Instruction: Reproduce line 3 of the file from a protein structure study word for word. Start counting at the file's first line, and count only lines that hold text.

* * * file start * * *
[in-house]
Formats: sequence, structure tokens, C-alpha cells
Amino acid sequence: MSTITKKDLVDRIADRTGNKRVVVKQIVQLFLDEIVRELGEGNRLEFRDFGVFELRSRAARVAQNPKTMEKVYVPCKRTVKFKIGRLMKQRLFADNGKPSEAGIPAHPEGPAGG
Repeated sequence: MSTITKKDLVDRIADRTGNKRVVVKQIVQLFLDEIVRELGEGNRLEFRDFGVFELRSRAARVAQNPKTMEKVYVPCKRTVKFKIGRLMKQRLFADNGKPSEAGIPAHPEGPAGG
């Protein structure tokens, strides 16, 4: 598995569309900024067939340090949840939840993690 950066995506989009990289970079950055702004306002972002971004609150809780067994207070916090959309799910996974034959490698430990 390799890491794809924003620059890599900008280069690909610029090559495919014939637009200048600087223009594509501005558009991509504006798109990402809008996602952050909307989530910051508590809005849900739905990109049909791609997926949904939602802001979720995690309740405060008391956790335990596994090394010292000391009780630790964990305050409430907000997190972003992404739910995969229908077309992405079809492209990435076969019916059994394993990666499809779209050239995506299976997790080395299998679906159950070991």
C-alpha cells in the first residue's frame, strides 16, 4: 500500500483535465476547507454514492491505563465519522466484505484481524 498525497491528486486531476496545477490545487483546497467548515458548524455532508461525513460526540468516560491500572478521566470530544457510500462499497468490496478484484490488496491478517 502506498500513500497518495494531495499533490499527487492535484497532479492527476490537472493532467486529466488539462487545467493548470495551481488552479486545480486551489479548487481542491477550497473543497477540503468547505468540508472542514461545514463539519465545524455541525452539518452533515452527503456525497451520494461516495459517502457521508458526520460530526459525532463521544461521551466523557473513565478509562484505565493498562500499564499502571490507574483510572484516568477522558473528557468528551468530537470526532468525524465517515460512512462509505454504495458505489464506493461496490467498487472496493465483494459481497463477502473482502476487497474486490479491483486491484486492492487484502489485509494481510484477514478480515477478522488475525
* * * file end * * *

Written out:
Amino acid sequence: MSTITKKDLVDRIADRTGNKRVVVKQIVQLFLDEIVRELGEGNRLEFRDFGVFELRSRAARVAQNPKTMEKVYVPCKRTVKFKIGRLMKQRLFADNGKPSEAGIPAHPEGPAGG